It is indeed both/and. I do wonder how we separate the good from the not-so-good. Many American communities get sucked into the worst extremes, including misogyny, anti-Semitism and a hatred for the hierarchy...the French strike the best balance, based on my experience on the Chartres walk.

Grupo editorial said...

I humbly suggest that this sentence, "I believe the clergy of that Society need this as much as the rest of the Church needs them", needs a bit more nuance.

We sorely need allies in the good fight against Modernism which is taking place within the Church and the aid of the members of the Society would certainly be welcomed. Nevertheless, none of us (thank God!) is needed by the Church as much as we need Her. She is necessary for salvation; we are but unprofitable servants.

Bruno Moreno

The Modern Medievalist said...

A hat tip to Chaplain Bolin above for sharing my post on the Ordinariate!

In our times, it's necessary to have at least a few people who are "inordinately" consumed with the details of liturgy because, sad to say, our leaders in the Church have completely failed us in that matter, among many others. I am, no doubt, one of those sorts of people who GOR writes are very much into the details of "Missa de X, Credo Y, the noted Schola, accoutrements of ministers, ‘smells and bells’, etc. etc. One has the impression of a ‘performance’ rather than a sacrifice, as if it were the theater."

In better times, however, I hope it'll sufficient to leave these liturgical details to a few trusted agents, such as deacons, masters of ceremonies, choirmasters, and (in a yet more ideal world) men of the restored minor orders, while priests simply follow their instructions without protest and get on with the more important business of prayer, spiritual sacrifice, the sacraments, and counsel.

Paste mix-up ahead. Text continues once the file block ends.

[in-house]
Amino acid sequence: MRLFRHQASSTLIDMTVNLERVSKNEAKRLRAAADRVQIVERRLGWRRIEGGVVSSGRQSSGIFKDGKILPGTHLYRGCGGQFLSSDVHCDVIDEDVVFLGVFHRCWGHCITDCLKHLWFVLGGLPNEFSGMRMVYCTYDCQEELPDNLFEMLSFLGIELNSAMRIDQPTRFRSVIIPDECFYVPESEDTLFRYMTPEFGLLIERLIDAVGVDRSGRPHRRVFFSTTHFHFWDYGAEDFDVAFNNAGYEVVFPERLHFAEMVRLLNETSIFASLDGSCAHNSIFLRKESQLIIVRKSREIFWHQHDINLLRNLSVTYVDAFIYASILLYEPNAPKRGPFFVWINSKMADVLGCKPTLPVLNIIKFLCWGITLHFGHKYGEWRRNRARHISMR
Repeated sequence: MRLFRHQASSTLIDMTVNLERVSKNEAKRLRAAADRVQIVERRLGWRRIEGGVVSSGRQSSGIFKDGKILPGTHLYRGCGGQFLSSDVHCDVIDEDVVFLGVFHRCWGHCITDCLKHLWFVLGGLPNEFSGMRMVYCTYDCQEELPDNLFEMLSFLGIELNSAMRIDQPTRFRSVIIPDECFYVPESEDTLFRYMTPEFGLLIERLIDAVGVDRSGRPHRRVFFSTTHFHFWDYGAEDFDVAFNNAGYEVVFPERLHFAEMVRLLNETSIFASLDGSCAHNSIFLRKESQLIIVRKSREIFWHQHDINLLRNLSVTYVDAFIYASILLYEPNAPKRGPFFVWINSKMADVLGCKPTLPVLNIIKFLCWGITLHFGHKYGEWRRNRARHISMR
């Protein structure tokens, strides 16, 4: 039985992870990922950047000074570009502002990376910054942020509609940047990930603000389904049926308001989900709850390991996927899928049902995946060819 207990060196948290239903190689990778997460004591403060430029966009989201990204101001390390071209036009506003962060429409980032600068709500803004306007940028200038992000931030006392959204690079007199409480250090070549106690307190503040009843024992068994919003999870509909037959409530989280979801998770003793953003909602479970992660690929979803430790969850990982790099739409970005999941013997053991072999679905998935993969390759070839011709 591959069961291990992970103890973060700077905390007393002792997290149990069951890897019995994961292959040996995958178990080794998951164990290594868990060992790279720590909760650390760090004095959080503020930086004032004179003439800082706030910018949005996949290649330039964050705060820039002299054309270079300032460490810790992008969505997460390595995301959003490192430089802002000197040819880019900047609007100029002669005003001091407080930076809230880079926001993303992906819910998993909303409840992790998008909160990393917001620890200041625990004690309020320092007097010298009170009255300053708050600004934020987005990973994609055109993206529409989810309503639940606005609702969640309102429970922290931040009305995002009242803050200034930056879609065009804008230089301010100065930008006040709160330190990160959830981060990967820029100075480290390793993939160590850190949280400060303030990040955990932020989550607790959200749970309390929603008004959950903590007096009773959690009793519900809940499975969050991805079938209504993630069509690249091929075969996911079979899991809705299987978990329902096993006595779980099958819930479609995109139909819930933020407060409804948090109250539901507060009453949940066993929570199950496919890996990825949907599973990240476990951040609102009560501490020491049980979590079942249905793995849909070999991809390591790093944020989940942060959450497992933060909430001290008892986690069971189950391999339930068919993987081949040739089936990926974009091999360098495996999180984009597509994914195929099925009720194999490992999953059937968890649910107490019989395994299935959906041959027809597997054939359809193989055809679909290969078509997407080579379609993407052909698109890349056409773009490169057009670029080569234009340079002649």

In this matter, at least, the priest is like the lord of a great house (the capital-L Lord's house) and the deacon or MC is the chief butler. It's beneath the master's dignity to know how to properly measure all the place settings at the dinner table himself, or the order in which the footmen are to enter and which dishes they ought to be carrying. The lord has a manor to run, so these responsibilities should be left to the butler. But, if there's no butler, the lord's house loses much of its elegance and grandeur, and that reflects poorly on the lord himself.

It appears that the Church in the 20th century has let so many of our traditions slip by in the name of false humility. I agree with all who've said that they're just part of a larger picture of Christ's dominion, but alas, someone needs to be a man of details.

Last remark for now: GOR wrote, "As one who grew to adulthood with the Latin Mass, a Solemn High Mass or even a Missa Cantata was rare rather than frequent. Pace those who maintain that Solemn High Mass back then was the norm, it never was in my experience. Low Mass was what one attended the overwhelming majority of times – on weekdays or Sundays."

When people say that solemn Mass was the norm, they usually mean to say that that it was the model upon which all lower forms of Mass derive, and that the rites of low Mass can't be fully understood without reference to solemn Mass. (For example, why does the priest, even in low Mass, usually not make a full circle around when turning to face the people? So that he doesn't turn his back to the deacon in solemn Mass. An expert could probably make hundreds of similar notes.) I think a great deal of the liturgical crisis can be blamed precisely on the "low Mass mentality" of the early 20th century. Even President Kennedy's funeral, the most-watched pre-conciliar Mass of all time, was a sloppily-offered pontifical low Mass.